Pre-season never used to be such a sweat. But then football seldom proved this exciting, even on the great days. And if Brown Panther's success here yesterday represented a valid sample of retirement, Michael Owen is hardly going to yearn long for those rainy Tuesdays in Stoke.
The undoubted sophistication of Owen's approach to the Turf remains consistent with the pleasingly unaffected quality of the gratification he discovers there. As Brown Panther was splashed down in the winner's enclosure, having emphatically outstayed his rivals for the Artemis Goodwood Cup, his perspiring owner handled serial media inquisitions not merely with his habitual patience and politeness, but with contagious excitement. He gestured at the picturesque Ladies' Day crowd, basking in the sun, their gaze divided between the voluptuous Downs and the distant shimmer of the Channel. "It doesn't get much better than this," he declared. "A racetrack like this, and the heritage of this race… just to be part of it is fantastic. To win is a real honour."
After its ghastly, scandal-riddled spring, the British sport has found fresh succour to place alongside the monarch's Gold Cup at Ascot. And a showdown with Estimate in 2014 looks a legitimate target for Brown Panther himself, now that he has shown due relish for this kind of test. In the meantime, however, Owen hopes to fly him across the world for another race saturated in history. "So as long as he didn't bomb out today we were thinking of the Irish St Leger and then the Melbourne Cup," he said. "And on today's evidence I don't see why we should change our minds."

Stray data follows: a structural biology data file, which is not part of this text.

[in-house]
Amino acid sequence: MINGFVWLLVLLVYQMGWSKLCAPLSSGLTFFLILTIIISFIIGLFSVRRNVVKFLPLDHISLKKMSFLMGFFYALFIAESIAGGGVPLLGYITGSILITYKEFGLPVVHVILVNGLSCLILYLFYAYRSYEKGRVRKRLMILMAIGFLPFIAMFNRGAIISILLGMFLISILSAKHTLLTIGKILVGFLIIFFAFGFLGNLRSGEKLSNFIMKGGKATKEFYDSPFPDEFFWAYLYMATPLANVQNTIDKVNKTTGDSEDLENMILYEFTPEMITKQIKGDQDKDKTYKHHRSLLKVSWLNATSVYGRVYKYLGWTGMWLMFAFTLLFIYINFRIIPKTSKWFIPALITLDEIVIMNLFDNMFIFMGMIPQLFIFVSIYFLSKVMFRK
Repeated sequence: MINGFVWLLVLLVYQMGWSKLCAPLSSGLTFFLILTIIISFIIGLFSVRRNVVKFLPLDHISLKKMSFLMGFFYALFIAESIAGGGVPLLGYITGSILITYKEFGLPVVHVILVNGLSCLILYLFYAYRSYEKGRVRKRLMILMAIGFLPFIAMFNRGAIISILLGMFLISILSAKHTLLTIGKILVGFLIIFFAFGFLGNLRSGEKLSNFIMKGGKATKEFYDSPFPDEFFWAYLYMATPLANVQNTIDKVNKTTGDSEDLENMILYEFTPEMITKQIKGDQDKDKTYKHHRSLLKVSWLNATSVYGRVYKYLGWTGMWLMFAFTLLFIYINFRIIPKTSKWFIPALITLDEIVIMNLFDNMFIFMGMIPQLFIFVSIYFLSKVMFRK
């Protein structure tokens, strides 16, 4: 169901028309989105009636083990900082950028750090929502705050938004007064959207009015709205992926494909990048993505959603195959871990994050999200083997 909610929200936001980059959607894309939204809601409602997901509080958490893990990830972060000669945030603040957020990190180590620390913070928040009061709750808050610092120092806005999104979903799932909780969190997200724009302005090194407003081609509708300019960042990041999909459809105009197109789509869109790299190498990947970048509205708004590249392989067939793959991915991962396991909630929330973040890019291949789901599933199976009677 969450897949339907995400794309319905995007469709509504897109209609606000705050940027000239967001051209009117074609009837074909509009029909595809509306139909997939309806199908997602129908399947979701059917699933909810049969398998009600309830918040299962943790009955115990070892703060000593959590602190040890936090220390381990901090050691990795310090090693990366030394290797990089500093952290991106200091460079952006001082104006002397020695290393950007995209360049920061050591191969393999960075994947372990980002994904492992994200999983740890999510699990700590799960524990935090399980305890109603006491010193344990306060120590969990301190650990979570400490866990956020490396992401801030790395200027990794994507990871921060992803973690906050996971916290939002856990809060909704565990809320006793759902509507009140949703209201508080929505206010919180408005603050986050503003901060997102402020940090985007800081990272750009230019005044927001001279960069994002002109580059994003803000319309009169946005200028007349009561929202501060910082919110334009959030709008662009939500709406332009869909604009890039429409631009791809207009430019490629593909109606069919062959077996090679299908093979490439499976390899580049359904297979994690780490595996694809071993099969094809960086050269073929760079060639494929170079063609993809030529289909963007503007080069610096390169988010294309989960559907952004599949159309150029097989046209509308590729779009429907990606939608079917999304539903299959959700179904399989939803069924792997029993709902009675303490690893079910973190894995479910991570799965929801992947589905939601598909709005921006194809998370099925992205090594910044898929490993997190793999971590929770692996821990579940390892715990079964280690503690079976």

Tracking the leaders throughout, Brown Panther was sent into the lead by Richard Kingscote approaching the furlong pole and opened up by three and a half lengths from Ahzeemah, with the German raider, Altano, finishing well for third. This ranks as a biggest win to date for Brown Panther's trainer, Tom Dascombe, who moved into Owen's Cheshire stables in 2009.
"We've struggled for top-class horses," Dascombe conceded. "We've a few horses, but none quite as good as this. And when you've only got a few, you need to make them produce the results – so this is massive. I think the horse is helping us, because he's maturing. We've taken our time this year, tried to get him spot on for each day."
After years of summer tours to America or Hong Kong, this was a first Glorious Goodwood for Dascombe's patron. "This racing game is so tough on the nerves," Owen said. "In football, I always felt reasonably in control. Here, you're powerless. All you can do is hope the trainer has done his job, and the jockey is going to do his. I'm a young owner, and I've only got one mare of my own. So to have so much luck with a horse I bred is scary."
His only regret was that he could not linger to celebrate, instead rushing off to London for his debut as an analyst for BT Sport. If only he can prove an equal evangelist in that role, he cannot fail.
Chris McGrath's Nap
Elusivity (3.40 Goodwood) Could surprise at big odds, with this downhill dash likely to suit ideally after the five-year-old has collected a series of valid excuses since joining this stable.
Montiridge (2.30 Goodwood) Trainer and jockey are making hay here as usual and this sharp mile looks an optimum test for the class act in the race.
One to watch
Genzy (Ian Williams) Was unlucky not to get up at Ascot on Sunday, closing late off a steady pace after getting caught in traffic.
Where the money's going
Hot Snap is 8-1 from 9-1 with William Hill for the Markel Insurance Nassau Stakes at Goodwood.
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